Bowel cancer is the second most lethal cancer in the UK, accounting for 10% of all cancer fatalities. Colorectal cancer, often known as colon cancer, frequently produces obvious changes in your restroom habits. The sooner you recognize these warning symptoms, the sooner you can seek possibly life-saving treatment.
In the case of Anisha Patel, 43, she almost mistaken these vital signs for something else.
The “fit and healthy” doctor from Dorking, Surrey, began to notice changes in her bowel habits, including constipation, the feeling that she wasn’t “fully finished” after using the toilet, and blood on the toilet paper.
Anisha also felt tired a lot of the time, but put this down to her career and role as a mother.
It wasn’t until these symptoms worsened that she sought medical help.
“The blood became more profuse, splattering all over the pan,” she told Express.co.uk.
“And while on holiday I was eating everything under the sun, but the weight started dropping off me.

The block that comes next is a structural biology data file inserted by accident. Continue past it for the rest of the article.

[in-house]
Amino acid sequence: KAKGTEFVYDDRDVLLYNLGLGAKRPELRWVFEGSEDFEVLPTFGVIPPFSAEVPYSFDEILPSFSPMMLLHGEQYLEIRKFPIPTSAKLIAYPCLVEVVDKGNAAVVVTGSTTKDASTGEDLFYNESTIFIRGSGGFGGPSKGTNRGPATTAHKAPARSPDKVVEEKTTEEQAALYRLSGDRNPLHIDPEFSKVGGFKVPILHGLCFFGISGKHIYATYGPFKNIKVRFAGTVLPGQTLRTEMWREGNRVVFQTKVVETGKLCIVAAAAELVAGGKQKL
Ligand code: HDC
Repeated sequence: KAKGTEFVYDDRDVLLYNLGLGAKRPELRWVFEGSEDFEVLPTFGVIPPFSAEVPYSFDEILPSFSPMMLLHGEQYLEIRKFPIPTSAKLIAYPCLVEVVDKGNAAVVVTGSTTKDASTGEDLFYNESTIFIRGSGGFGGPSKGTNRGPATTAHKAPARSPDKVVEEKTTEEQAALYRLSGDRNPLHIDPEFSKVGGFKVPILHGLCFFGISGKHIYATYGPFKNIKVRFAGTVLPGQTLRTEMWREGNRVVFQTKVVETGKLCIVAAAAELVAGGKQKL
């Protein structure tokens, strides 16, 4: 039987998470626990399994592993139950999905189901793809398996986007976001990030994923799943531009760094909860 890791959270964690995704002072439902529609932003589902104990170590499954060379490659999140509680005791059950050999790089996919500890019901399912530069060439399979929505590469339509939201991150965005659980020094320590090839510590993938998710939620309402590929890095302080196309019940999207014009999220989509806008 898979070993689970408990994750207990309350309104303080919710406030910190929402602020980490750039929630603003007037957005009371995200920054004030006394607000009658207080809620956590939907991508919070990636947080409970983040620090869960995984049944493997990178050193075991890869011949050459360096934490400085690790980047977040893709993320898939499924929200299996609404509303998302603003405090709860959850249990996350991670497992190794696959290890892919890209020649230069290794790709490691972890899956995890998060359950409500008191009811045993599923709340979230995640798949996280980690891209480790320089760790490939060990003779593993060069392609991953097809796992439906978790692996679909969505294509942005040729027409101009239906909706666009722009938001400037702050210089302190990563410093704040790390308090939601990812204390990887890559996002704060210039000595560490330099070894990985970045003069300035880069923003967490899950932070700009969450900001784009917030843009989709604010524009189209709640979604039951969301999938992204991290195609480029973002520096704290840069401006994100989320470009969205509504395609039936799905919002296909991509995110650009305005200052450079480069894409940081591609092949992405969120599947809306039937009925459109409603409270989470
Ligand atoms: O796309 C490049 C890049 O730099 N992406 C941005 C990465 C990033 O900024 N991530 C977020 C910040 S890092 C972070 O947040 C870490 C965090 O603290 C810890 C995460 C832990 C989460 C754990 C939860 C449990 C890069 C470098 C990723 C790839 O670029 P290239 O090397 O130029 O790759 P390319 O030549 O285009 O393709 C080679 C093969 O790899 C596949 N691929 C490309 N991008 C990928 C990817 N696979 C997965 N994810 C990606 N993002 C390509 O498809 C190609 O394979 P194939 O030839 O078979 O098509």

“I was taking afternoon siestas but the tiredness was worsening. I had two severe bouts of tummy pain at night for a few hours.”
She told her husband Gareth, a consultant gastroenterologist and the director of the local bowel cancer screening program, and he agreed she should get help.
Anisha said: I knew young people may have bowel cancer but a friend told me about ‘bowel baby’, the legend that was and still is Dame Deborah James and her case of bowel cancer in the young.
“I knew I just needed to get checked but didn’t think it would be me getting cancer.”
But in September 2018, aged 39 at the time, Anisha was diagnosed with stage three bowel cancer.
She said: “I burst out crying as I saw my tumour on the screen and the surgeon said: ‘It’s nasty’.
“My first thoughts were how advanced was it and what about my children? Utter shock and denial.”
Anisha had surgery to place a stoma and have half of her rectum and part of her bowel removed.
She underwent a second operation to remove the stoma, followed by three months of chemotherapy.
Currently in remission for four and a half years Anisha is subjected to regular CT scans, blood tests, and colonoscopies to ensure that the cancer has not returned.
She recommended others to seek medical attention as soon as possible if they see symptoms.
“There are lots of potential causes for your symptoms so please don’t assume that you have bowel cancer but it is important to get the right examinations and tests to check,” she said.
“Doctors have seen it all before and try not to feel embarrassed about seeking help – we are trying to break the poo taboo.”